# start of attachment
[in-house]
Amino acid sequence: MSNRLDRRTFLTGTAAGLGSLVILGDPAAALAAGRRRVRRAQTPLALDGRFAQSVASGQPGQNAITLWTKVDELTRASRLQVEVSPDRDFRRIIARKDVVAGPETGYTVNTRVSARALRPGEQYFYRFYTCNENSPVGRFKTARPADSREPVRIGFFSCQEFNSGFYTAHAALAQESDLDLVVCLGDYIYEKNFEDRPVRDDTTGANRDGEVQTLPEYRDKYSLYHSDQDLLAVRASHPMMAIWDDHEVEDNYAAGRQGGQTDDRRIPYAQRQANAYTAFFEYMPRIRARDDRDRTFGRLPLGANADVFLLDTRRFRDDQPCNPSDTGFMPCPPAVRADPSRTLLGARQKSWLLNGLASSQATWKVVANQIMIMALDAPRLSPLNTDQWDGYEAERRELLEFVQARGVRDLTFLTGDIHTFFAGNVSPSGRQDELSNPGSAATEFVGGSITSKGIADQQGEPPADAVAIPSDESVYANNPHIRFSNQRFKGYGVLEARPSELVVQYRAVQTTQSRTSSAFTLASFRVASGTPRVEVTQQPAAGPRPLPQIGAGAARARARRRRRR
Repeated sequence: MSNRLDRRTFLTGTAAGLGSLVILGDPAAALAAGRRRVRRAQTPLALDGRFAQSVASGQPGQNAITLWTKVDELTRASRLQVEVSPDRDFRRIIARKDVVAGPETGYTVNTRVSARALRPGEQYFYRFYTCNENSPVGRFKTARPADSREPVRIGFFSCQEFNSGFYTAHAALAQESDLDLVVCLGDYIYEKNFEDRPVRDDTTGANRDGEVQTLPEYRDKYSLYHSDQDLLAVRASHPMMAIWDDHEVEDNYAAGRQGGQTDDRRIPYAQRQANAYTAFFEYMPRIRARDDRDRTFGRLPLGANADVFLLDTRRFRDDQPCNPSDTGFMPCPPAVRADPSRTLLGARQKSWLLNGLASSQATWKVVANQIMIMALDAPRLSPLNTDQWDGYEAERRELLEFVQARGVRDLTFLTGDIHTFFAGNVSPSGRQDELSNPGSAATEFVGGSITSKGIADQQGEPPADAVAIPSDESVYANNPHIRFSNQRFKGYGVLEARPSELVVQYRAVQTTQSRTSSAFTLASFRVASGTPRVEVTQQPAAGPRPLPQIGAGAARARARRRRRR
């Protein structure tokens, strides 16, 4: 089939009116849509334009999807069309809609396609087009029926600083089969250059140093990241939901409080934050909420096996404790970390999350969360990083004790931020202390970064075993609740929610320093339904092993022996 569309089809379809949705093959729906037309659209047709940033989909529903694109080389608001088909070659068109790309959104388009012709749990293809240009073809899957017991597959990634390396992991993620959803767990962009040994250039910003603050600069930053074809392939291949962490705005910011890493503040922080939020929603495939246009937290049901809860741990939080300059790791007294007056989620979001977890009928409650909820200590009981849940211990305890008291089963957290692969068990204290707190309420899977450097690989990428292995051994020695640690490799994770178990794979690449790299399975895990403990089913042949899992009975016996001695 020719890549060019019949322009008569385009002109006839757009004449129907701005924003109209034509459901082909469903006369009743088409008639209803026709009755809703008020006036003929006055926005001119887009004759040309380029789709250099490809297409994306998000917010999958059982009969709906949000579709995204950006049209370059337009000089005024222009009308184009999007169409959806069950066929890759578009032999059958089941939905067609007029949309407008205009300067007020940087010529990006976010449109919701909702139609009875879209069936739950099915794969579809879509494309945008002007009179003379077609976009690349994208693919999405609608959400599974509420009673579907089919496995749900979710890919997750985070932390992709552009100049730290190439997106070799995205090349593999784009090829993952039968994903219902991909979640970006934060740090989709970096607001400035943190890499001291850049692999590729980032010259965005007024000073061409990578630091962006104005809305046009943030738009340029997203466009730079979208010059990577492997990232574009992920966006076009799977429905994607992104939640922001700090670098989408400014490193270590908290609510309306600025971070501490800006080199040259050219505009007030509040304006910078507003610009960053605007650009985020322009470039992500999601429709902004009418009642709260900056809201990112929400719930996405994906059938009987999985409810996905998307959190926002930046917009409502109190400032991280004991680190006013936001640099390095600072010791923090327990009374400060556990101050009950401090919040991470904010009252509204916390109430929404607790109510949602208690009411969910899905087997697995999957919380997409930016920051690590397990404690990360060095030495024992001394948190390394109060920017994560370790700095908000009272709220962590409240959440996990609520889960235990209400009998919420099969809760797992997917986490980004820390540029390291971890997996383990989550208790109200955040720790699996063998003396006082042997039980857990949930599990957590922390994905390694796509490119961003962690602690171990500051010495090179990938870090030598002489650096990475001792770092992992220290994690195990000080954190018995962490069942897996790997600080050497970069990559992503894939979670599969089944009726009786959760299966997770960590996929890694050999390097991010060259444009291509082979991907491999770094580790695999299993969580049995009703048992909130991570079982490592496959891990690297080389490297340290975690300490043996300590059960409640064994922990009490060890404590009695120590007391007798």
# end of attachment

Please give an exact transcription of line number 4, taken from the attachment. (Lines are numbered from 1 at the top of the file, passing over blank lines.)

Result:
């Protein structure tokens, strides 16, 4: 089939009116849509334009999807069309809609396609087009029926600083089969250059140093990241939901409080934050909420096996404790970390999350969360990083004790931020202390970064075993609740929610320093339904092993022996 569309089809379809949705093959729906037309659209047709940033989909529903694109080389608001088909070659068109790309959104388009012709749990293809240009073809899957017991597959990634390396992991993620959803767990962009040994250039910003603050600069930053074809392939291949962490705005910011890493503040922080939020929603495939246009937290049901809860741990939080300059790791007294007056989620979001977890009928409650909820200590009981849940211990305890008291089963957290692969068990204290707190309420899977450097690989990428292995051994020695640690490799994770178990794979690449790299399975895990403990089913042949899992009975016996001695 020719890549060019019949322009008569385009002109006839757009004449129907701005924003109209034509459901082909469903006369009743088409008639209803026709009755809703008020006036003929006055926005001119887009004759040309380029789709250099490809297409994306998000917010999958059982009969709906949000579709995204950006049209370059337009000089005024222009009308184009999007169409959806069950066929890759578009032999059958089941939905067609007029949309407008205009300067007020940087010529990006976010449109919701909702139609009875879209069936739950099915794969579809879509494309945008002007009179003379077609976009690349994208693919999405609608959400599974509420009673579907089919496995749900979710890919997750985070932390992709552009100049730290190439997106070799995205090349593999784009090829993952039968994903219902991909979640970006934060740090989709970096607001400035943190890499001291850049692999590729980032010259965005007024000073061409990578630091962006104005809305046009943030738009340029997203466009730079979208010059990577492997990232574009992920966006076009799977429905994607992104939640922001700090670098989408400014490193270590908290609510309306600025971070501490800006080199040259050219505009007030509040304006910078507003610009960053605007650009985020322009470039992500999601429709902004009418009642709260900056809201990112929400719930996405994906059938009987999985409810996905998307959190926002930046917009409502109190400032991280004991680190006013936001640099390095600072010791923090327990009374400060556990101050009950401090919040991470904010009252509204916390109430929404607790109510949602208690009411969910899905087997697995999957919380997409930016920051690590397990404690990360060095030495024992001394948190390394109060920017994560370790700095908000009272709220962590409240959440996990609520889960235990209400009998919420099969809760797992997917986490980004820390540029390291971890997996383990989550208790109200955040720790699996063998003396006082042997039980857990949930599990957590922390994905390694796509490119961003962690602690171990500051010495090179990938870090030598002489650096990475001792770092992992220290994690195990000080954190018995962490069942897996790997600080050497970069990559992503894939979670599969089944009726009786959760299966997770960590996929890694050999390097991010060259444009291509082979991907491999770094580790695999299993969580049995009703048992909130991570079982490592496959891990690297080389490297340290975690300490043996300590059960409640064994922990009490060890404590009695120590007391007798």